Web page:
Just walking into Handmade and More is a multisensory blast—good smells, good music, chitchat, and graceful shapes in vibrant colors will draw you in, even if you’re not big on recreational shopping. Before long, you’ll be falling in love with things, each more delicious than the last. Pottery, jewelry, candles, puppets, trinkets, and treasures surround you.
“We were a reflection of our era,” says Handmade and More owner Melinda Minervini, “and we’ve maintained a strong presence as others have come and gone. Something that is intrinsic to us, one of our consistencies, is being open to change. When people’s needs changed, we changed, but without losing our core philosophy. We reflect the community we serve—responsive, but staying grounded in what some might call a hippie philosophy.”
New Paltz in 1974 was a town caught in a glorious culture-quake; at the college, students sat in against the war and designed their own Experimental Studies degrees. Friends Ann Rodman and Brenda Bufalino talked each other into stepping out and living their dreams.
“Something that is intrinsic to us, one of our consistencies, is being open to change.”
“I started working for Ann in ‘74 and the business just drew me in more and more.” – Melinda Minervini
In a building just off Main Street, Ann opened Handmade to showcase and market the work of her crafty circle of friends, while Brenda opened the Dancing Theatre upstairs and began teaching.
“I’ve known Ann since I was 11 years old,” says Melinda. “She and Karl taught in the school I went to in New York City in the ‘60s; they ran a summer camp in Wallkill, and I went to camp there and was their babysitter. Ann and Brenda lived right down the road from each other; I worked for Brenda when I was in college.”
Melinda moved to New Paltz in what she recalls as the “banner year of 1968. It was a volatile, exciting era. Those were good times; being in the art department was pretty exciting. I got a lot out of it.”
Melinda was, as a matter of fact, part of that core circle of friends who inspired Handmade’s opening. “I had work in the store from the beginning—I’m a potter, not that I get a chance to do it as much as I’d like,” she says. “For a while I was trying to make it as a potter.”
When the Dancing Theatre folded (Brenda had moved on to teach dance far and wide), Handmade took over the upstairs and began carrying clothing, the type that manages to combine extreme comfort with eye-popping elegance. “We just never get locked into trends; it’s about what people want, not what someone is trying to sell us,” Melinda says.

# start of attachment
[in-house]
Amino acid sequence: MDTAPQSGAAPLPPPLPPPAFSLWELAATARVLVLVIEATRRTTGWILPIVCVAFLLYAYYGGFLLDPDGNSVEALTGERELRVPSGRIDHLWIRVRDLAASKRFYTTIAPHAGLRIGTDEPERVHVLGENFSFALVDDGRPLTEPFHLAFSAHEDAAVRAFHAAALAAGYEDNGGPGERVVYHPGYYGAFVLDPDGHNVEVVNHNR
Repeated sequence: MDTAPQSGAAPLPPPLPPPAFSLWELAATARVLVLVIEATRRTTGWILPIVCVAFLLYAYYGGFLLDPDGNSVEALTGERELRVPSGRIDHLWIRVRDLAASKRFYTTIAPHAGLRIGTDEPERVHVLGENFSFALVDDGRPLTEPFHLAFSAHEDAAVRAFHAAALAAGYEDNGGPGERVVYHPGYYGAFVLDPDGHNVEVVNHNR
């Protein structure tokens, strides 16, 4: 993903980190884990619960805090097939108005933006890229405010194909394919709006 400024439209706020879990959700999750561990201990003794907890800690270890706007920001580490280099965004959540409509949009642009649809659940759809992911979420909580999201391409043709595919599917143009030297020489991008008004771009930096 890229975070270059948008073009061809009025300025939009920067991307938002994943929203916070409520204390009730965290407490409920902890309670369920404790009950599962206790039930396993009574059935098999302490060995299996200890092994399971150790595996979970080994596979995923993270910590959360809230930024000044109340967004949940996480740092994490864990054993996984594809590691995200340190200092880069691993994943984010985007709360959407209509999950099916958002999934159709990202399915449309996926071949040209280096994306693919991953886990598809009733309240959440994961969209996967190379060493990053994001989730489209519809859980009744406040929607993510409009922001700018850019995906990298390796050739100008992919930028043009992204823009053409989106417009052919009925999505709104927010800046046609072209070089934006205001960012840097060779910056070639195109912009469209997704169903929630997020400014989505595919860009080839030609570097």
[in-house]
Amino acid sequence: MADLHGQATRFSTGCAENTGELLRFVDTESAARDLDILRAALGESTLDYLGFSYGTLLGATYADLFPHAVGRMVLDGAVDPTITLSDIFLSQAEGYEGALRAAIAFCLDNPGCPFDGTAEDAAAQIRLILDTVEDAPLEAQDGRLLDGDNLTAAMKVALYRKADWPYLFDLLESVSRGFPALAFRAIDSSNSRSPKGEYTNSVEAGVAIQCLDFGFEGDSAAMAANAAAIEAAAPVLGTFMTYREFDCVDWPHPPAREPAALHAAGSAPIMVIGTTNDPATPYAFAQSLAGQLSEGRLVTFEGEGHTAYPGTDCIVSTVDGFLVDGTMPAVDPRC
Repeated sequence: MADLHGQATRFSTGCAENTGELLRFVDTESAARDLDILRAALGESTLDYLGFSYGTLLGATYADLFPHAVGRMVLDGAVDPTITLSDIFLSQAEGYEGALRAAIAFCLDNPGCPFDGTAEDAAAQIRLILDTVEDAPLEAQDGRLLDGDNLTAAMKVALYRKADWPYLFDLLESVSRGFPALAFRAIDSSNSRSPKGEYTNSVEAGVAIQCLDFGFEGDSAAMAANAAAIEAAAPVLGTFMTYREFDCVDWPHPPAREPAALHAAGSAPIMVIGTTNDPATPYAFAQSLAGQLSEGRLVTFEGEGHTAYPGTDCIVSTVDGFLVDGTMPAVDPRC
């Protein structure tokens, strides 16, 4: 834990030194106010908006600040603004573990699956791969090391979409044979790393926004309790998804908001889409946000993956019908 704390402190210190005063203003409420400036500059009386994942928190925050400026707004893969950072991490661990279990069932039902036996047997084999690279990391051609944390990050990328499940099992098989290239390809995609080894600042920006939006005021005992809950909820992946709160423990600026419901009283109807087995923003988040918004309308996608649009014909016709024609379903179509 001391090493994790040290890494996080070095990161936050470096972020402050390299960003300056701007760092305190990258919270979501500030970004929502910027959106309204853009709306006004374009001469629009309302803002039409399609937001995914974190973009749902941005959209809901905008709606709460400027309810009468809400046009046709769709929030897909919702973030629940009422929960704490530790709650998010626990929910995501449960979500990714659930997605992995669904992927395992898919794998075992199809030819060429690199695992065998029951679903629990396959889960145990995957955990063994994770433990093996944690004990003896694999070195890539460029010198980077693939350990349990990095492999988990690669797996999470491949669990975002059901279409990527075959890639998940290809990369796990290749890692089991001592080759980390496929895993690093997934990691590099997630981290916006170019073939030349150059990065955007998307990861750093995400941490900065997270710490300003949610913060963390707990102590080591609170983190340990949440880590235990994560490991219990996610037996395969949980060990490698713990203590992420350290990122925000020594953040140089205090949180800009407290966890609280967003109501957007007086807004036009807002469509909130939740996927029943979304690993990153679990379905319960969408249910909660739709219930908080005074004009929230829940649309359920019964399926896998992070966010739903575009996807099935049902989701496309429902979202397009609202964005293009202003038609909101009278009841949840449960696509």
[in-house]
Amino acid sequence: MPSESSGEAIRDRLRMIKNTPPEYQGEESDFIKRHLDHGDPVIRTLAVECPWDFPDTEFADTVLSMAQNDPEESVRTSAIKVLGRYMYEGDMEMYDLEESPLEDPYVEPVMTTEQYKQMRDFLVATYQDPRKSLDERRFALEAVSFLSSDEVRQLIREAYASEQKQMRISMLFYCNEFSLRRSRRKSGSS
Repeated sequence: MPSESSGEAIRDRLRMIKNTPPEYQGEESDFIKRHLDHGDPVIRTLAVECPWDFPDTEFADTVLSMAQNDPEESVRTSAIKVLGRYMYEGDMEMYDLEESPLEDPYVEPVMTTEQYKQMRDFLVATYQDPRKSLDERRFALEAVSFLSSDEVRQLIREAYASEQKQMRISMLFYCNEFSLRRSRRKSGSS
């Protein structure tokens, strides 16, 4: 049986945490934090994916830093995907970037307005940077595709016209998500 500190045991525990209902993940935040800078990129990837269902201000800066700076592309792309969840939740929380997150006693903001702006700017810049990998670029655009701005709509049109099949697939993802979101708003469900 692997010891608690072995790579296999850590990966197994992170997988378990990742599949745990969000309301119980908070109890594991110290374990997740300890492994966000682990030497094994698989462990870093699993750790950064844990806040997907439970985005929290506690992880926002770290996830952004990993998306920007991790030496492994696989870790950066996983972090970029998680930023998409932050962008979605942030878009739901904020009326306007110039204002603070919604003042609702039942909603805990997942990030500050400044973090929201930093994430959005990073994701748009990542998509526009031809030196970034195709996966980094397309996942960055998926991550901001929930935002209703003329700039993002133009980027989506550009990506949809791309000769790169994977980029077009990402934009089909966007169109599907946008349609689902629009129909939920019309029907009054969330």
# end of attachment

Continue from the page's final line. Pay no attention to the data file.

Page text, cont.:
Ann retired in 1994, selling the store to the third member of the core group, Marge Mustello. Melinda took over in 2009. “It really is a family business, we just happen to be a family by affinity,” Melinda explains. “I worked with Marge, and decided to become the next owner, but Marge is still here working for me. It’s all a big circle. The conceptual side has maintained the continuity no matter who owns it.”
“Retail, the way we do it, is not about making a lot of money; it’s work that’s ingrained in me and I do it joyfully.”
Melinda focused for a time on raising two kids. But in the ‘90s, the store beckoned her back—she started filling in part-time and was soon manager. “I’ve always been a person who, when I do something, I do it all,” she says. “I have a strong creative side, but I’ll shovel the walkway, fix the toilet—use my energy every which way. Owner and boss is the newest and most challenging role—Marge mentored me through the transition—but I’m still number one shoveler here.”
Handmade and More has added home goods to its cornucopia, sticking with the artsy-yet-cozy aesthetic that’s been a hit in its other departments, and Melinda takes pride in the fact that you can still walk in and find a unique gift or a little day-brightener for yourself without spending a regal sum. “It’s a college town, not an upscale community, and there are people in it leading very modest lives,” she says. “And we run Handmade for the whole community. We’re not based in tourism. We want the people who live here to keep coming back again and again because they had a great experience. We want customers who want us to be part of their lives.”
And they’ve got them: customers who haunted the toy department as children come back with children
of their own, returning to a place where friends meet and talk, made welcome by Jessica and Kelly Covert, who are the new generation representing our vision. “The clothing department is a huge part of our survival; we’ve developed a large base of people who do a lot of their clothing shopping here,” says Melinda. “Jewelry is also strong. The downstairs, the pottery and glass, may not be as huge but it’s the core—handcrafted work is what drives us, and everything has to work with that.”
Sometimes she misses the early days. “I wish we still had a dance studio overhead. All that energy—the ballet kids, the modern dancers. It was exciting to
“I feel very rewarded,” says Melinda, “that I’m managing to keep all the balls in the air. I’m proud that we have maintained this and kept the warmth. And grateful for how much people really do appreciate us.”
be underneath it and have them pounding on your head.” In 2014, Ann, Marge, Melinda, and a large gathering of patrons celebrated the 40th anniversary of a dream brought to vivid life. Brenda and some former students pushed the clothing racks out of the way and danced up a storm.
In 2017, Melinda says, customers can expect to see the clothing department continue to grow; she’s also considering adding some more toys. Yet no matter what changes at Handmade and More, it will always be a crown jewel of New Paltz retail and a place not to miss.
Handmade and More, 6 North Front Street, New Paltz
845-255-6277, handmadeandmore.com, facebook.com/HandmadeandMore